It’s funny—the slight opacity of the interface (compared to workstations at four times the price or more) made experimentation more fun for me, and reminded me of the hours I once happily burned peering into the displays of my Ensoniq ESQ-1 and Roland W-30.

Working with the preset drum kits and patterns, electronica producer Francis Prève was able to quickly customize a groove by turning steps on and off and nudging the sliders, which changed the drum sample assigned to the various steps. Moving the master slider changed all of the drums simultaneously. “For grooves with a world or tribal flavor, the Step Sequencer delivers instant inspiration,” he observed. “For synth riffs, there’s a bit of a learning curve, but you’ll get results you wouldn’t get using standard sequencing techniques.”


The XW-P1 is a provocateur that offers a compelling argument for spending less. Casio says they had the Korg PS60 (reviewed Oct. ’10) in their sights. I get it—Hex Layer mode in particular is similarly useful. But the PS60 doesn’t have multiple sequencers, a true drawbar organ mode, or audio inputs. This seems like Casio’s first salvo in a new assault on pro keyboard territory. If this is any indication of where they’re headed, look out. The XW-P1 is a clear Key Buy for its excellent sound, solid arpeggiator and sequencers, delightfully insane ancillary features, light physical weight, and low price.

Snap Judgment

PROS Very good synth and acoustic sounds. Flexible and capable arpeggiator and sequencers. Does pretty and ugly equally well. MIDI over USB and 5-pin MIDI can be addressed separately. Lightweight and inexpensive.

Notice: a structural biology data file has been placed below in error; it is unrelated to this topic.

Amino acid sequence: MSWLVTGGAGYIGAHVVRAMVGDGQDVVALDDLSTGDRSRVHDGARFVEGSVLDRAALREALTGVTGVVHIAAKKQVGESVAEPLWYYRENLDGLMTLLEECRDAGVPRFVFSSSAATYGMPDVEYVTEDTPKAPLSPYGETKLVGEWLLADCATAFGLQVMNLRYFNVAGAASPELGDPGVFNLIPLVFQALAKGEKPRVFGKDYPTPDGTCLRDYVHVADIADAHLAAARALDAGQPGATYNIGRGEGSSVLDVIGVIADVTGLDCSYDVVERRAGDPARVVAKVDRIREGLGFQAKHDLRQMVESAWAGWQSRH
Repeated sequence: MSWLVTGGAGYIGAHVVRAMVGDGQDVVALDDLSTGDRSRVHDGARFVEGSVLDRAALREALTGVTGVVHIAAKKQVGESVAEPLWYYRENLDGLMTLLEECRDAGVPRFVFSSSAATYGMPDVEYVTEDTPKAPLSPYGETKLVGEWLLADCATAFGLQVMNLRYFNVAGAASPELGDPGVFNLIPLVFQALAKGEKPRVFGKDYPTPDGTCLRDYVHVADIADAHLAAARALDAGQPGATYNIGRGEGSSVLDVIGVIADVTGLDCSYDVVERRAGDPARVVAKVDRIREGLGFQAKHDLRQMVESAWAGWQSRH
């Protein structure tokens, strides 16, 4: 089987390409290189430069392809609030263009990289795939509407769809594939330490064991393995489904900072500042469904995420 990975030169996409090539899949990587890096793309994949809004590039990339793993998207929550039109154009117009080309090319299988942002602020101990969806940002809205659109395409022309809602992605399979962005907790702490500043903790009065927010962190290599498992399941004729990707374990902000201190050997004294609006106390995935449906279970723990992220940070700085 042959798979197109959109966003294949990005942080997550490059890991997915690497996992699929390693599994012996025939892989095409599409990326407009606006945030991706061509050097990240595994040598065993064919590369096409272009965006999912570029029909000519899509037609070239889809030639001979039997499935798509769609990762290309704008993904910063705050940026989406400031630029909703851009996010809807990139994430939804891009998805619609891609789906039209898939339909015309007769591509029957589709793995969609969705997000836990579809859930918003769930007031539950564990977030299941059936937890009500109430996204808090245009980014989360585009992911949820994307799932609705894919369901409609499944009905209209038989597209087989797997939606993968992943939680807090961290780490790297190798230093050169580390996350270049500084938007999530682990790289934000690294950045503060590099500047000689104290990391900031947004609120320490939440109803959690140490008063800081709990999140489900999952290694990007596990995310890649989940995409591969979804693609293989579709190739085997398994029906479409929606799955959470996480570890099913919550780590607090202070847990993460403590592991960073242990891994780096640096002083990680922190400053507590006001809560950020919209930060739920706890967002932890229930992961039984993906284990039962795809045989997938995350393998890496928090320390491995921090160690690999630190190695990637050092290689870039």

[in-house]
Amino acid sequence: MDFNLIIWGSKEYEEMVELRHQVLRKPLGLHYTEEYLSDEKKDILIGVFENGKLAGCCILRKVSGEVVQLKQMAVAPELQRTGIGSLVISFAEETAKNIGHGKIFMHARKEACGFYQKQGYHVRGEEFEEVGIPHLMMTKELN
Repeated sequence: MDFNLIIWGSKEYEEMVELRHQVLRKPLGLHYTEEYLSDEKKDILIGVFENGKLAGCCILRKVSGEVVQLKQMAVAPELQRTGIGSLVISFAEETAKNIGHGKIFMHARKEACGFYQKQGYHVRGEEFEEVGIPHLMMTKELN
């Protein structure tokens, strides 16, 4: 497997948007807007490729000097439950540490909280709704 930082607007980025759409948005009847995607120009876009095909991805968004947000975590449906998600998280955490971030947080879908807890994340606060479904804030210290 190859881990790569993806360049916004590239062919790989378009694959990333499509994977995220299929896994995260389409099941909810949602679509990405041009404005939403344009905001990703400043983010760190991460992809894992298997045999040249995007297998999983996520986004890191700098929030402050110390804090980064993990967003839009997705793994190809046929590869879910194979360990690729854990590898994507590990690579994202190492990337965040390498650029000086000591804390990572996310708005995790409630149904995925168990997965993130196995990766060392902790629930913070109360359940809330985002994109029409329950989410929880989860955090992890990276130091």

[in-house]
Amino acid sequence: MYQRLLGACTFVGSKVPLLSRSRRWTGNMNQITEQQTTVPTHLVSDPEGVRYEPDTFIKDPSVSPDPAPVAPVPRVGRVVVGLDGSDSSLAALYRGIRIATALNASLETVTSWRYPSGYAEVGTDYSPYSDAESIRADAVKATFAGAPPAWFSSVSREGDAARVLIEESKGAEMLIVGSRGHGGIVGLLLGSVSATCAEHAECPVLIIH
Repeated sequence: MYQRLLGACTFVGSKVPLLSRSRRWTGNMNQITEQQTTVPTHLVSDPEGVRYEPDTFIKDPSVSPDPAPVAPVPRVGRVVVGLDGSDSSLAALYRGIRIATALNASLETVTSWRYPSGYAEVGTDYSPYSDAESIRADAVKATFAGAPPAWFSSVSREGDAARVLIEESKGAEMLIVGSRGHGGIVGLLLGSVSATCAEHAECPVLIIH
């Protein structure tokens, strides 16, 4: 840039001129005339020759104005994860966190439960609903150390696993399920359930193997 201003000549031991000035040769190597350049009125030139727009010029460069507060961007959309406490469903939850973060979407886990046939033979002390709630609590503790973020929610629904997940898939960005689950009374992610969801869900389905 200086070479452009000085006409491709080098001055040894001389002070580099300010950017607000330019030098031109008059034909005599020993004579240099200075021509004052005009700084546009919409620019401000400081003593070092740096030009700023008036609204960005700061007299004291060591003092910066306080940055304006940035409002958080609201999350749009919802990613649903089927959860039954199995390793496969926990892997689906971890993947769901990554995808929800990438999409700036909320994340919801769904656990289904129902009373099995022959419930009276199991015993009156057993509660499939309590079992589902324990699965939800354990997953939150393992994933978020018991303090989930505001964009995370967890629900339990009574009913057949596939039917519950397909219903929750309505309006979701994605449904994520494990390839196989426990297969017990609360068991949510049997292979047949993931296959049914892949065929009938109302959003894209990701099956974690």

CONS Display is Casio’s best in a while but still limited. Aliasing and grunge on some synth sounds won’t be to everyone’s taste.

Bottom Line

The price of entry into serious standalone pro keyboards hits a new all-time low.

$699.99 list | $499.99 street

Key Info

POLYPHONY 64 voices.

SYNTH TYPES Monophonic analog-style solo synth, 400 PCM-based polyphonic sounds, drawbar organ mode. “Hex Layers” can consist of up to six PCM sounds.

SEQUENCING Phrase sequencer, 13-track Step Sequencer, and polyphonic arpeggiator.

WEIGHT 11.9 lbs.

Software Editor

We got an early look at Casio Data Manager 6 while it was still in beta. It looks to be a great resource for programming and shuttling data between XW and computer. I’d have been happier to be able to edit sequences in addition to the synth parameters shown here, but no dice—yet.

Register / login to rate articles and leave comments.

How many keyboards do you take to the gig?
 Four or more

Guitar World Guitar Player Guitar Aficionado Revolver Mag Bass Player Keyboard Mag Emusician
Keyboard Magazine is a trademark of New Bay Media, LLC. All material published on is copyrighted @2014 by New Bay Media, LLC. All rights reserved